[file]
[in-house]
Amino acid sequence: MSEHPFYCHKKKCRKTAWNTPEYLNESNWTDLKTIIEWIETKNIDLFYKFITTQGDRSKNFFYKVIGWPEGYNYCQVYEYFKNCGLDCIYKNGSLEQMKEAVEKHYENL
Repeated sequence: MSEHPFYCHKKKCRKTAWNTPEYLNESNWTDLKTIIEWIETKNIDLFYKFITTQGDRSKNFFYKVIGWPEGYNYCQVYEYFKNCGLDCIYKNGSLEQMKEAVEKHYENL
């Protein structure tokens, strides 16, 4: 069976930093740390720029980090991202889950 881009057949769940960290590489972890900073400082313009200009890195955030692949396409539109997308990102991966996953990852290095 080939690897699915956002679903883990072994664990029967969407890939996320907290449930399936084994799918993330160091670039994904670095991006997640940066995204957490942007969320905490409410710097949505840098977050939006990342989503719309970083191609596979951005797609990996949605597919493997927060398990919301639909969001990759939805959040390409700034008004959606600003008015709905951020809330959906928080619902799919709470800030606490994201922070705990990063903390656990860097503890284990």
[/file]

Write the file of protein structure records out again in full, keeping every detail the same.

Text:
[in-house]
Amino acid sequence: MSEHPFYCHKKKCRKTAWNTPEYLNESNWTDLKTIIEWIETKNIDLFYKFITTQGDRSKNFFYKVIGWPEGYNYCQVYEYFKNCGLDCIYKNGSLEQMKEAVEKHYENL
Repeated sequence: MSEHPFYCHKKKCRKTAWNTPEYLNESNWTDLKTIIEWIETKNIDLFYKFITTQGDRSKNFFYKVIGWPEGYNYCQVYEYFKNCGLDCIYKNGSLEQMKEAVEKHYENL
């Protein structure tokens, strides 16, 4: 069976930093740390720029980090991202889950 881009057949769940960290590489972890900073400082313009200009890195955030692949396409539109997308990102991966996953990852290095 080939690897699915956002679903883990072994664990029967969407890939996320907290449930399936084994799918993330160091670039994904670095991006997640940066995204957490942007969320905490409410710097949505840098977050939006990342989503719309970083191609596979951005797609990996949605597919493997927060398990919301639909969001990759939805959040390409700034008004959606600003008015709905951020809330959906928080619902799919709470800030606490994201922070705990990063903390656990860097503890284990």